The Tourism Industry Transformation Plan outlines key actions to improve the sector This includes a Tourism and Hospitality Accord to set employment standards Developing cultural competency within the workforce Improving the education and training system for tourism Equipping business owners and operators with better tools and enabling better work ...
    BeehiveBy beehive.govt.nz
    6 days ago
  • NZ earns another major digital investment
    Minister for the Digital Economy and Communications Dr David Clark welcomes Google Cloud’s decision to make New Zealand a cloud region. “This is another major vote of confidence for New Zealand’s growing digital sector, and our economic recovery from COVID 19,” David Clark said. “Becoming a cloud region will mean ...
    BeehiveBy beehive.govt.nz
    6 days ago
  • Changes to NCEA & University Entrance in response to COVID-19 disruptions
    A package of changes to NCEA and University Entrance announced today recognise the impact COVID-19 has had on senior secondary students’ assessment towards NCEA in 2022, says Associate Minister of Education Jan Tinetti. “We have heard from schools how significant absences of students and teachers, as a result of COVID-19, ...
    BeehiveBy beehive.govt.nz
    6 days ago
  • 60th Anniversary of the Treaty of Friendship between Aotearoa New Zealand and Samoa- “Lifelong Fri...
    Te Reo Māori tauparapara… Tapatapa tū ki te Rangi! Ki te Whei-ao! Ki te Ao-mārama Tihei mauri ora! Stand at the edge of the universe! of the spiritual world! of the physical world! It is the breath of creation Formal acknowledgments… [Your Highness Afioga Tuimalealiifano Vaaletoa Sualauvi II and Masiofo] ...
    BeehiveBy beehive.govt.nz
    6 days ago
  • New law passed to reduce gun harm
    The Government’s commitment to combatting firearms violence has reached another significant milestone today with the passage of the Firearms Prohibition Order Legislation Bill, Police Minister Chris Hipkins says. The new law helps to reduce firearm-related crime by targeting possession, use, or carriage of firearms by people whose actions and behaviours ...
    BeehiveBy beehive.govt.nz
    6 days ago
  • Minister sends condolences as last Battle for Crete veteran passes away
    Minister for Veterans, Hon Meka Whaitiri sends her condolences to the last Battle for Crete veteran. “I am saddened today to learn of the passing of Cyril Henry Robinson known as Brant Robinson, who is believed to be the last surviving New Zealand veteran of the Battle for Crete, Meka ...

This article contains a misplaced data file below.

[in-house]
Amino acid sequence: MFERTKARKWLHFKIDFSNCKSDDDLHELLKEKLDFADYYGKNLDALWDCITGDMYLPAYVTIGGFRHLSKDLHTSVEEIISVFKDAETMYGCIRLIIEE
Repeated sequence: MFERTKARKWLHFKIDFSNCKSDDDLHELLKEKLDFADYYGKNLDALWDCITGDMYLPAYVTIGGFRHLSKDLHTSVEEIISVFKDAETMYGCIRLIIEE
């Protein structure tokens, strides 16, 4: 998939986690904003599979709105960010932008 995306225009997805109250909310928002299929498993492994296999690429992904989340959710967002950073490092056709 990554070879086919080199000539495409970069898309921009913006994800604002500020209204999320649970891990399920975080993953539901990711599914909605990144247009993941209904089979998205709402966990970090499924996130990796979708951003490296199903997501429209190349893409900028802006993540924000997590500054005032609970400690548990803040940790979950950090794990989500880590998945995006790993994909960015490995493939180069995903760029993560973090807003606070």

BeehiveBy beehive.govt.nz
    6 days ago
  • Three Strikes Legislation Repeal Bill passes third reading
    Legislation to repeal the ‘Three Strikes’ law has passed its third reading in Parliament. “The Three Strikes Legislation Repeal Bill ends an anomaly in New Zealand’s justice system that dictates what sentence judges must hand down irrespective of relevant factors,” Justice Minister Kiri Allan said. “The three strikes law was ...
    BeehiveBy beehive.govt.nz
    6 days ago
  • Government working on preliminary steps to improve support for abuse survivors
    Work is under way on preliminary steps to improve the Government’s support for survivors of abuse in care while a new, independent redress system is designed, Public Service Minister Chris Hipkins says. These steps – recommended by the Abuse in Care Royal Commission of Inquiry – include rapid payments for ...
    BeehiveBy beehive.govt.nz
    7 days ago
  • Remarks upon 77th anniversary of the bombing of Hiroshima and Nagasaki
    Remembering Hiroshima and Nagasaki Online Forum 77 years ago today, an atomic bomb was dropped on the city of Nagasaki. Three days earlier, on the 6th of August 1945, the same fate had befallen the people of Hiroshima.  Tens of thousands died instantly. In the years that followed 340,000 ...
    BeehiveBy beehive.govt.nz
    7 days ago
  • Govt signs NZ–USA agreement launching new opportunities for space sector
    An agreement signed today between the New Zealand and United States governments will provide new opportunities for our space sector and closer collaboration with NASA, Economic and Regional Development Minister Stuart Nash said. Stuart Nash signed the Framework Agreement with United States Deputy Secretary of State, Wendy Sherman. The signing ...
    BeehiveBy beehive.govt.nz
    7 days ago
  • Govt strengthens emergency management cooperation between NZ and the US
    An agreement signed today between New Zealand’s National Emergency Management Agency (NEMA) and the United States’ Federal Emergency Management Agency (FEMA) will strengthen global emergency management capability, says Minister for Emergency Management Kieran McAnulty. “The Government is committed to continually strengthening our emergency management system, and this Memorandum of Cooperation ...
    BeehiveBy beehive.govt.nz
    7 days ago
  • New Zealand to stay at Orange as winter continues
    New Zealand will remain at the Orange traffic light setting, while hospitalisations remain elevated and pressure on the health system continues through winter. “There’s still significant pressure on hospitals from winter illnesses, so our current measures have an ongoing role to play in reducing the number of COVID-19 cases and ...